Egg free/ Gluten Free/ Original Versions/ Original Wheat and Dairy

Apple-Filled Oatmeal Cookie Bars with a Gluten Free Option

As I type this, Thanksgiving was a few days ago and the holiday season is upon us. Sadly, winter typically signals the end of fresh fruits and vegetables from one’s home garden or the farmers’ markets, and a reliance on imported goods at grocery stores. And while the produce at grocery stores can be wonderful, there is nothing like going into one’s backyard and picking an apple off one’s apple tree. So before i throw myself fully into holiday baking, I want to include my “transition” cookie bars, made with a dehydrated apples filling. So good! And just a few simple changes can make this gluten free!



The filling for these cookies bars is made with unsulphured, dehydrated apples. I prefer to make dried apples myself by drying fresh apples in a dehydrator. Typically, this is much less expensive than buying packaged dried apples because I have an apple tree. Plus, you can make extra for snacking and other recipes, such as Gluten-Free Appalachian Apple Stack Cake. Sadly, this year the squirrels stole ALL of my apples, so I had to buy them. However, if making your own dehydrated apples is impractical or impossible, look for packages of dried apples with an ingredient list of ONLY dried, unsulphured apples. These are often labeled “organic.” Do not use dried apples that list sugar, sunflower oil, or any other ingredient in the ingredient list. (As an aside: One time I bought a package of dried apples that included sunflower oil in the ingredient list. I opened the package- the smell was so bad, I threw the whole package away.)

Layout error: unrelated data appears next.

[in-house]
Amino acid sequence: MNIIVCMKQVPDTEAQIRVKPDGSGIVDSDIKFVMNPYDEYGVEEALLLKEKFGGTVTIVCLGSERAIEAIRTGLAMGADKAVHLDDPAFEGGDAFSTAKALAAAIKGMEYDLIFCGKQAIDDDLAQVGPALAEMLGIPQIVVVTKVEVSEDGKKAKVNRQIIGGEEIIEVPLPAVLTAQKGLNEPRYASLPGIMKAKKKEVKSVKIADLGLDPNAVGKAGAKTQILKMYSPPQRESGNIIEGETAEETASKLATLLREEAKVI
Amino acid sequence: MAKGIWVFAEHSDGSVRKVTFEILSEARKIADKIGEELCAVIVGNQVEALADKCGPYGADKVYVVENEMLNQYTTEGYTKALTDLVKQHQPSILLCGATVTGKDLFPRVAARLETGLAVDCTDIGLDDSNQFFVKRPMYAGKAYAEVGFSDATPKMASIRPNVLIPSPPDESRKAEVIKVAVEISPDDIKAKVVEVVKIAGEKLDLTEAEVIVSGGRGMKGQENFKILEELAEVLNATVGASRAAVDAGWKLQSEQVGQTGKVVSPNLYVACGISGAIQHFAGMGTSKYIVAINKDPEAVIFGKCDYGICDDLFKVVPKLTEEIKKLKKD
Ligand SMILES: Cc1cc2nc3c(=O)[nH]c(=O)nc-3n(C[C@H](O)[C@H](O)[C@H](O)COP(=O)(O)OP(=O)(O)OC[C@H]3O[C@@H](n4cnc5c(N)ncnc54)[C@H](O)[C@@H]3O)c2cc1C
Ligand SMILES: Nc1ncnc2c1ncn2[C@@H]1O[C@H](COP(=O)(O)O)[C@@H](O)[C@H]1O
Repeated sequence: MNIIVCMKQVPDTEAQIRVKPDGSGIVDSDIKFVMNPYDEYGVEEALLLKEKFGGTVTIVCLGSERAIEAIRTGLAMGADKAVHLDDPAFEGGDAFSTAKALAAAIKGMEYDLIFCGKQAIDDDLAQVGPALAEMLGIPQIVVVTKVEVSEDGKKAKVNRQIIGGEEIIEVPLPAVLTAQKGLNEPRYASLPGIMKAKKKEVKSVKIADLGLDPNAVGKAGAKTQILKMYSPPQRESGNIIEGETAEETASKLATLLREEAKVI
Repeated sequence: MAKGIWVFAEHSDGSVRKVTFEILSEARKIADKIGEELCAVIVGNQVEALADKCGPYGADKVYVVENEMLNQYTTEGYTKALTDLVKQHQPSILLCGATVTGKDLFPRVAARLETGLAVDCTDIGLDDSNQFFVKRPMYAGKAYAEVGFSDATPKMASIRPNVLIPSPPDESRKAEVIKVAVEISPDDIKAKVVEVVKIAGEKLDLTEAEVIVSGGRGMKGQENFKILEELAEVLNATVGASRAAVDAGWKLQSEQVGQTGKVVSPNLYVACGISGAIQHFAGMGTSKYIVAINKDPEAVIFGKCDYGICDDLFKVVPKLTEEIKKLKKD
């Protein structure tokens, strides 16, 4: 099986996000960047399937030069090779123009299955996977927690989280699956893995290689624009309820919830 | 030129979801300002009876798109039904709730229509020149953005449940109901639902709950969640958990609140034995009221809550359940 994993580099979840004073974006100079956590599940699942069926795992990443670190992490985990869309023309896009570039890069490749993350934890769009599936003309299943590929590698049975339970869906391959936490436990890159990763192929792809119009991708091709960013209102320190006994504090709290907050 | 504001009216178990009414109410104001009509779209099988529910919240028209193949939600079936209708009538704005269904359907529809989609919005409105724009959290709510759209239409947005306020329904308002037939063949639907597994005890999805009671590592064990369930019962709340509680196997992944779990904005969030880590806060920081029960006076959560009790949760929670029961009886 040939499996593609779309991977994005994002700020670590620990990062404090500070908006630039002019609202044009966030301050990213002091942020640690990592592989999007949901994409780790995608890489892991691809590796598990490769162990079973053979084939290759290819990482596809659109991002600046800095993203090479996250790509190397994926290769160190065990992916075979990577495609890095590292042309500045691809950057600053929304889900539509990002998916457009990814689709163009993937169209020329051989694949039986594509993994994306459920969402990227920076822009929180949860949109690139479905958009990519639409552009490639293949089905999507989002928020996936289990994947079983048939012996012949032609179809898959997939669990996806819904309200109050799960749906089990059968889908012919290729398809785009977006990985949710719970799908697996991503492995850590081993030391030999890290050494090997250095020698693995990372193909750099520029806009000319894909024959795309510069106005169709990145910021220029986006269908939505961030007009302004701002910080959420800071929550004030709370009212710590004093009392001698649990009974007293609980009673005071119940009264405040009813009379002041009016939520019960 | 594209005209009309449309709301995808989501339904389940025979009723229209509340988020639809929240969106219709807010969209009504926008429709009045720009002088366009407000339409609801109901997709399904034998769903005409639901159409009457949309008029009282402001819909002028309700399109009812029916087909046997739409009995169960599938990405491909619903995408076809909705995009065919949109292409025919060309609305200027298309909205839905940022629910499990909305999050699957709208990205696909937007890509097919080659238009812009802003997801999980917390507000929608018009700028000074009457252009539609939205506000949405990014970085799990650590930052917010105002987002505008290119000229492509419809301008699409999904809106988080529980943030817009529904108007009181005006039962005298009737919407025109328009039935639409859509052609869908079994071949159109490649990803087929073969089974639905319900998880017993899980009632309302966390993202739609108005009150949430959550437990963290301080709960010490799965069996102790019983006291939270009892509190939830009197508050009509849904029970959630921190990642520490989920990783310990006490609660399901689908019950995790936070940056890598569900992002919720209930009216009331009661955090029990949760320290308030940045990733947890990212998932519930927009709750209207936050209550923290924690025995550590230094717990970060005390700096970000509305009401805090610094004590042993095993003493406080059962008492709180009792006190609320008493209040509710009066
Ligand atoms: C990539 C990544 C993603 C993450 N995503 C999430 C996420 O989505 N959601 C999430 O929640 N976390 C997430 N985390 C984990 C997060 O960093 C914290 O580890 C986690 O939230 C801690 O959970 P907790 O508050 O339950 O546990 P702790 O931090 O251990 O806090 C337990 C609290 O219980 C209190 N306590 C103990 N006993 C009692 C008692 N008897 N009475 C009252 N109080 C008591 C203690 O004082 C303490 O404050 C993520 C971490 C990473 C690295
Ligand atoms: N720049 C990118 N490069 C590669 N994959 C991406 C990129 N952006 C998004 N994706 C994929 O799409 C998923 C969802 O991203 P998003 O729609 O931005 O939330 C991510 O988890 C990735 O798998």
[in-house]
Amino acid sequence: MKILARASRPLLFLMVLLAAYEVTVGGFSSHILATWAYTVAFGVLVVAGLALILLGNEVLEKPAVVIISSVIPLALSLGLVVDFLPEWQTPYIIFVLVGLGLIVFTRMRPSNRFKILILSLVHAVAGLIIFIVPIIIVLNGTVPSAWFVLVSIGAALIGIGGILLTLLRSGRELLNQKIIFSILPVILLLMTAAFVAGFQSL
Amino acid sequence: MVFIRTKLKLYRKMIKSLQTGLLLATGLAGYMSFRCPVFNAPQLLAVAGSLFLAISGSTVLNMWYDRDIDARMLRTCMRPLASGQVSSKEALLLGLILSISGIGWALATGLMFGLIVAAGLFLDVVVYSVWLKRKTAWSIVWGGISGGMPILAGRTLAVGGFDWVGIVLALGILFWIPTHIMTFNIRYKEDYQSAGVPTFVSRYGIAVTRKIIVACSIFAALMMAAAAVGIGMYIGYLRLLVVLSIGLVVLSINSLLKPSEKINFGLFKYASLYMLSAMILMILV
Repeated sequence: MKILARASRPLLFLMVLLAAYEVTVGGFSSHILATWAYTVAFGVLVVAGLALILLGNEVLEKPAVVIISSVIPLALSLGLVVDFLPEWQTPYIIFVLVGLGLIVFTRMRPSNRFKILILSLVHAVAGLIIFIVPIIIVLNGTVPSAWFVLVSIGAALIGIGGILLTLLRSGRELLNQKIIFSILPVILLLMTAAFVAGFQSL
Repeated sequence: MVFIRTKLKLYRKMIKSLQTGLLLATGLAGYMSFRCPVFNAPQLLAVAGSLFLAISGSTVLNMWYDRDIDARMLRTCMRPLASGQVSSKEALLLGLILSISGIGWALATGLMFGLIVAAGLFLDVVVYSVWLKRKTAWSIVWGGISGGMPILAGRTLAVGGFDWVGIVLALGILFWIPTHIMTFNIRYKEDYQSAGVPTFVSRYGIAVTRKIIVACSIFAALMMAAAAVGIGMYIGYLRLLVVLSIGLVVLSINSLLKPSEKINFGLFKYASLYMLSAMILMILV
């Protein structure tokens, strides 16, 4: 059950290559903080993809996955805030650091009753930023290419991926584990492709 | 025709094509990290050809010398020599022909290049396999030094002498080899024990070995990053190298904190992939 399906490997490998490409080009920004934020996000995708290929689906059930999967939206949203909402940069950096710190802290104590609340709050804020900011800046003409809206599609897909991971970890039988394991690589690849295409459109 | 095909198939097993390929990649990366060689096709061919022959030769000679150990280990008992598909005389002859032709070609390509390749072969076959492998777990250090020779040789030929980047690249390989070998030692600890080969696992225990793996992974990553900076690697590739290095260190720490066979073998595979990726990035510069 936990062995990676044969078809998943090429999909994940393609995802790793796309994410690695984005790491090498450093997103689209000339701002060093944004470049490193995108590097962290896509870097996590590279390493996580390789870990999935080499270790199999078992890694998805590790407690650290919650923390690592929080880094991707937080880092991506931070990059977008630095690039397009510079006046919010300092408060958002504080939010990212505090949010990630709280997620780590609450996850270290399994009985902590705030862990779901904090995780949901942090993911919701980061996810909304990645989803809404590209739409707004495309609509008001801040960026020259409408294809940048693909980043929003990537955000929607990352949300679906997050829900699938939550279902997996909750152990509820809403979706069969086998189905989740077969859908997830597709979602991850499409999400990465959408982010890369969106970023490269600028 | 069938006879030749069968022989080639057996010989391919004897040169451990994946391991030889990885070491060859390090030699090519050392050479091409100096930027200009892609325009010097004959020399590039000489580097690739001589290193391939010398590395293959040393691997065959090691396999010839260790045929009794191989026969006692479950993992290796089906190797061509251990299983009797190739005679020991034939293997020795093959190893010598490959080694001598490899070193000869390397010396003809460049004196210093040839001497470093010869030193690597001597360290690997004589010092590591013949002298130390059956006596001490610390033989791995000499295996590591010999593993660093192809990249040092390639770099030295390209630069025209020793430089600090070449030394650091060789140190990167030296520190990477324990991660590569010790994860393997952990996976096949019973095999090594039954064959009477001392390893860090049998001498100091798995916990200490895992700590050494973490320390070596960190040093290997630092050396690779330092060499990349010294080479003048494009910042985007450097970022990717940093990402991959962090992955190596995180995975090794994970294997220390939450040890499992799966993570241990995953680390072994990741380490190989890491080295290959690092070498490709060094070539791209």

Dried apple slices or apple rings are cooked with the other filling ingredients in a covered saucepan on low heat until the apples have softened and have absorbed most of the apple cider or apple juice. (This is why it is important to use DRIED apple slices.) This can take 30-60 minutes. I use only 2 cups of apple cider to cook the apples. After the filling is cooked, I place the filling in a food processor and pulse until the filling is blended, but visible chunks of apple remain.

At this point, the apple filling may appear fairly dry because it has absorbed all of the apple cider. If so, add up to an additional 1 cup of apple cider, 1/4 cup at a time, until the filling is moist, but not runny. The apple filling should be slightly warm when the cookie bars are assembled so that some of the flavor of the apple filling soaks into the cookie layers.

Prepared apple filling.